New Zealand yesterday announced that it would suspend its extradition treaty with Hong Kong.
The move came after China passed sweeping new security legislation for the territory.
New Zealand is the final member of the “Five Eyes” intelligence-sharing alliance to take such action after the Australia, Britain, Canada and the US previously announced similar measures.
New Zealand Minister of Foreign Affairs Winston Peters said that the new legislation goes against commitments China made to the international community.
“New Zealand can no longer trust that Hong Kong’s criminal justice system is sufficiently independent from China,” Peters said.
Moreover, Wellington would treat military and technology exports to Hong Kong in the same way as it treats such exports to China, Peters said.
New Zealand has also updated its travel advice to warn its citizens about the risks they face under the new legislation.
New Zealand Prime Minister Jacinda Ardern said that the nation is following its principles.
“We do have a mature relationship with China,” Ardern said. “There have been occasions where we have taken different positions. This obviously will be one of them.”
China’s embassy in Wellington, led by Ambassador Wu Xi (吳璽), said that New Zealand should stop interfering in China’s affairs.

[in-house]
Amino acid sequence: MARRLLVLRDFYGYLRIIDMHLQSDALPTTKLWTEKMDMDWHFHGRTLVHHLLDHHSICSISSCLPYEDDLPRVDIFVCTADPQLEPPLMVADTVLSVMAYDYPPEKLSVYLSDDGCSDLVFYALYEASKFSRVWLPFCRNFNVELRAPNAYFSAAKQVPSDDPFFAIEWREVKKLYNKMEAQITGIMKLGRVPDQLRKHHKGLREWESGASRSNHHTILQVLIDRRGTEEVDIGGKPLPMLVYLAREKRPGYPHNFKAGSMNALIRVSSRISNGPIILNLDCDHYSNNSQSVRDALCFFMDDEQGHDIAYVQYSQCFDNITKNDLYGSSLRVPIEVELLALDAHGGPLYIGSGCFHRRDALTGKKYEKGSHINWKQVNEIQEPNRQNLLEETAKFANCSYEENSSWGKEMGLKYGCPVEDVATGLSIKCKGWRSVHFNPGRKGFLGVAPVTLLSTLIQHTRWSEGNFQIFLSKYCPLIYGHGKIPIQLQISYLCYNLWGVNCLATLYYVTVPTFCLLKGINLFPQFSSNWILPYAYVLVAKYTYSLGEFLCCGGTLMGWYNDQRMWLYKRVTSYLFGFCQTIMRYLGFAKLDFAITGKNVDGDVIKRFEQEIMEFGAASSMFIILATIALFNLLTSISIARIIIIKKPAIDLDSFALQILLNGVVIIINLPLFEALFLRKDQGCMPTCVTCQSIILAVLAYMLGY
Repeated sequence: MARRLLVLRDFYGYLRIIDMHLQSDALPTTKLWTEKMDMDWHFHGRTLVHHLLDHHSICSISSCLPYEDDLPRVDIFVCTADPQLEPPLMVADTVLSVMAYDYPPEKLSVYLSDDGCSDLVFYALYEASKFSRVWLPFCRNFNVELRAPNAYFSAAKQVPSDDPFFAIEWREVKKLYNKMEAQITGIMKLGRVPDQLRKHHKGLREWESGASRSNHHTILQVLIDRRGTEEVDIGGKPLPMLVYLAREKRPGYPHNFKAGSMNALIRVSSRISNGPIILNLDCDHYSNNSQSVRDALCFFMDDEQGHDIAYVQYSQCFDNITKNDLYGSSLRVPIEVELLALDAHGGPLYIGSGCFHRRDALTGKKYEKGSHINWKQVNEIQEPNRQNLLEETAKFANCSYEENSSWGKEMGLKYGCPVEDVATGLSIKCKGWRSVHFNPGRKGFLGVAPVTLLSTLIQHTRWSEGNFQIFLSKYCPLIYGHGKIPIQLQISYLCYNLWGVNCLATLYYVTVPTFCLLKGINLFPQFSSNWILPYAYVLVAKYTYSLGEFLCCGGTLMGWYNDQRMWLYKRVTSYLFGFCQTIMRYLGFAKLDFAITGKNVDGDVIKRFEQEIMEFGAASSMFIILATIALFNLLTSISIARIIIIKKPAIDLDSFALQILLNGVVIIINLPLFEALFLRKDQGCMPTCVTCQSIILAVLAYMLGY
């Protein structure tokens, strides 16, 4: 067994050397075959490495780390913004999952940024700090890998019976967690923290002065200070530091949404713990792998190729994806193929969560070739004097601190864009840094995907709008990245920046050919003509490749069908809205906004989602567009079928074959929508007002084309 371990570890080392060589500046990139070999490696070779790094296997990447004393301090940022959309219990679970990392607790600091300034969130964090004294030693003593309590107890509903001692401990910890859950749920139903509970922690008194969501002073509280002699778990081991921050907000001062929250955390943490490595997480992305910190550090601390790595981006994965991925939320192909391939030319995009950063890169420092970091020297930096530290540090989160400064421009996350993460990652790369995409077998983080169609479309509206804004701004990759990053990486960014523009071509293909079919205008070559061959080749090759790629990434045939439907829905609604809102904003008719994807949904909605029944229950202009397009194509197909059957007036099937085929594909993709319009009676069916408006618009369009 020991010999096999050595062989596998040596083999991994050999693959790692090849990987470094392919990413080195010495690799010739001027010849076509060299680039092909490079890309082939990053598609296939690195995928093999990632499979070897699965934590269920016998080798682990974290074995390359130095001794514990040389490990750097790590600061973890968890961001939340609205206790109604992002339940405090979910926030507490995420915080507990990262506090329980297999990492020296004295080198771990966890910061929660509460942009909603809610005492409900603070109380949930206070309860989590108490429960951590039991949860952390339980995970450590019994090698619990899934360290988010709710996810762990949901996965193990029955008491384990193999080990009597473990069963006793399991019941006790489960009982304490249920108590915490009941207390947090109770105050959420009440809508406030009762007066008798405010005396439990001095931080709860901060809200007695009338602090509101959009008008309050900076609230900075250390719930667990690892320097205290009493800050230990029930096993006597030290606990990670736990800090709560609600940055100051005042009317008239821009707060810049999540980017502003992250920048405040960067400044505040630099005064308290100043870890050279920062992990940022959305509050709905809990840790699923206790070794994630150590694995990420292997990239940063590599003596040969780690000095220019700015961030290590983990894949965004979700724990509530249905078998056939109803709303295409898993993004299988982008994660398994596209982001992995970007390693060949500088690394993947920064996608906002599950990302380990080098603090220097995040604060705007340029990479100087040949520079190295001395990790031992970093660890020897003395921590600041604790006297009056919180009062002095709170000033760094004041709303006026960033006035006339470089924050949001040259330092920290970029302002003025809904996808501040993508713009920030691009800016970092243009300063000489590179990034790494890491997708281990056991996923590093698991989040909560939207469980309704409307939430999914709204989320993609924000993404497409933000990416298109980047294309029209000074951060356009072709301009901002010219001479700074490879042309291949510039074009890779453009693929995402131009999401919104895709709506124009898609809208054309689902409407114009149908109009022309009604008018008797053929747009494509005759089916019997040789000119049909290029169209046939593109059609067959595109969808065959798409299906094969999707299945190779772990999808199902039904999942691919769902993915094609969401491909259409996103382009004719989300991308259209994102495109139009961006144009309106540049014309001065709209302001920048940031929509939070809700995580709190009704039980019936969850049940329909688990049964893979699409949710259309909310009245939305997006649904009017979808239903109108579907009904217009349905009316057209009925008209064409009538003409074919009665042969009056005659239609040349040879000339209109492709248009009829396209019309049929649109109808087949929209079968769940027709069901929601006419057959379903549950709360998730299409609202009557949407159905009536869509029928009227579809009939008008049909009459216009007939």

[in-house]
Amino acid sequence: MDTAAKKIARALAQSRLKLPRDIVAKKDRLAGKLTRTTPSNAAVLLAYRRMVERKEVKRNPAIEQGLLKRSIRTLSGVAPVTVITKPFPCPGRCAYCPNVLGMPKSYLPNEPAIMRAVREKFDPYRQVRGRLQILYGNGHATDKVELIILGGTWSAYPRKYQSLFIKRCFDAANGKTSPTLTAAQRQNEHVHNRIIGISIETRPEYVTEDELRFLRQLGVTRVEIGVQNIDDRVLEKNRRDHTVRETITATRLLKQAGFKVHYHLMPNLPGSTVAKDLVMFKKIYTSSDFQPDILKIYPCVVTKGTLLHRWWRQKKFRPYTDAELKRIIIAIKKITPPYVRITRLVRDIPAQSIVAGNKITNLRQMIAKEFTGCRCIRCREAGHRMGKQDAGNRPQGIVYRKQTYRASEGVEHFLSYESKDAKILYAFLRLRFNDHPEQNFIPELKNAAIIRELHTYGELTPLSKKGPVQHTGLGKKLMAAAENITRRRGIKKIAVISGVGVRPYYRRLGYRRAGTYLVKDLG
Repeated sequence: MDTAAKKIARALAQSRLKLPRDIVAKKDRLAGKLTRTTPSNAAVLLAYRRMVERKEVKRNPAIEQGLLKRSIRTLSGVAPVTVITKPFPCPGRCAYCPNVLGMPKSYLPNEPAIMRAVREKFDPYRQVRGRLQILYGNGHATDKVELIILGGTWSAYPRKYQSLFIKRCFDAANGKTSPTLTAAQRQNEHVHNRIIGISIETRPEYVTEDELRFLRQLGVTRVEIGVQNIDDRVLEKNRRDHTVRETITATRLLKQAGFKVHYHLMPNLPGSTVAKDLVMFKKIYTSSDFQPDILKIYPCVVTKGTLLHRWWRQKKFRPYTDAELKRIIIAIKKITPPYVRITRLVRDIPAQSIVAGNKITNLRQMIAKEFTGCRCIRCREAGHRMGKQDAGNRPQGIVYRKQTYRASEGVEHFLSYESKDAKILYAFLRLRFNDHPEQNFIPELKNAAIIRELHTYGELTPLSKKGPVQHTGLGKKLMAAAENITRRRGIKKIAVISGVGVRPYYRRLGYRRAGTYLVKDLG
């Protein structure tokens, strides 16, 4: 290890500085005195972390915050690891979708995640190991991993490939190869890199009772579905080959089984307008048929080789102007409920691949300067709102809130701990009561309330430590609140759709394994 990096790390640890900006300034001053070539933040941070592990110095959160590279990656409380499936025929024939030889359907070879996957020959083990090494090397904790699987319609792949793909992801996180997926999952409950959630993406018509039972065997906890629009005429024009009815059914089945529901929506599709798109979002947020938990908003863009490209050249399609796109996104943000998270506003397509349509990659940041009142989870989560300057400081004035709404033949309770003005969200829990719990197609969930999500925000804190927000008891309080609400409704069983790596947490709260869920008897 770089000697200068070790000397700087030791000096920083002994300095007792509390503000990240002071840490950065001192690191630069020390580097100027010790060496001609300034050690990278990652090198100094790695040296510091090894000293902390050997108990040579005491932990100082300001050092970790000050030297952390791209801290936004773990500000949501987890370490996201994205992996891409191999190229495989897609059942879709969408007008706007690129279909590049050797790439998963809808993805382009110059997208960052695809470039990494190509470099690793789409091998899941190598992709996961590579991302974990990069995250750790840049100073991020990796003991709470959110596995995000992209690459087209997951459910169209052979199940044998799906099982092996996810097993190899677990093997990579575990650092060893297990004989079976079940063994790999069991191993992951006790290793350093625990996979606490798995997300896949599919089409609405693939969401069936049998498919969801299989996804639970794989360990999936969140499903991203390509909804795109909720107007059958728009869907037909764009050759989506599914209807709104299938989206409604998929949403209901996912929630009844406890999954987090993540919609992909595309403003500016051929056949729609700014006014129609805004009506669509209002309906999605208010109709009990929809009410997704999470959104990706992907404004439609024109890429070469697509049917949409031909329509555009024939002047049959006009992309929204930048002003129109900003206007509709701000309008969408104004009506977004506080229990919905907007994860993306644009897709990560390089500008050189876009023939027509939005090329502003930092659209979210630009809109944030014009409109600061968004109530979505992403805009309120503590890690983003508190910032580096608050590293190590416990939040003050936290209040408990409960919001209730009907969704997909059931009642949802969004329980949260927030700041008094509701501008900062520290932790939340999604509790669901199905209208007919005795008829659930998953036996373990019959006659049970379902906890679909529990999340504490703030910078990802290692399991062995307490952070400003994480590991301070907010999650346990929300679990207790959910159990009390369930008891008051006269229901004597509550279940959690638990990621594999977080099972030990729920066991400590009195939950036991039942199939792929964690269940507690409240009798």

“The New Zealand government’s decision is a serious violation of international law and basic norms governing international relations,” the embassy said in a statement. “It is a gross interference in China’s internal affairs. The Chinese side has lodged its grave concern and strong opposition.”
Peters said that New Zealand had taken its stance independently of its Five Eyes partners and was not concerned about any effects on exports.
“We are surely entitled as a democracy to make our views known,” he said.
New Zealand remains deeply concerned about the legislation and would monitor the situation in Hong Kong as the legislation is enforced, he said.
Later in the day, China announced that Hong Kong’s extradition treaties with Canada, Australia and Britain would be suspended.
“The wrong action of Canada, Australia and the UK in politicizing judicial cooperation with Hong Kong has seriously hurt the basis of judicial cooperation,” Chinese Ministry of Foreign Affairs spokesman Wang Wenbin (汪文斌) said at a regular news briefing in Beijing.
“China has decided to suspend extradition treaties between Hong Kong and Canada, Australia and UK, as well as criminal justice cooperation agreements,” Wang said.
The Chinese government reserves the right to take action against New Zealand’s move, he added.
Wang said that the countries were using Hong Kong’s legislation as “an excuse to unilaterally announce the suspension of extradition treaties” with the territory.
Additional reporting by AFP
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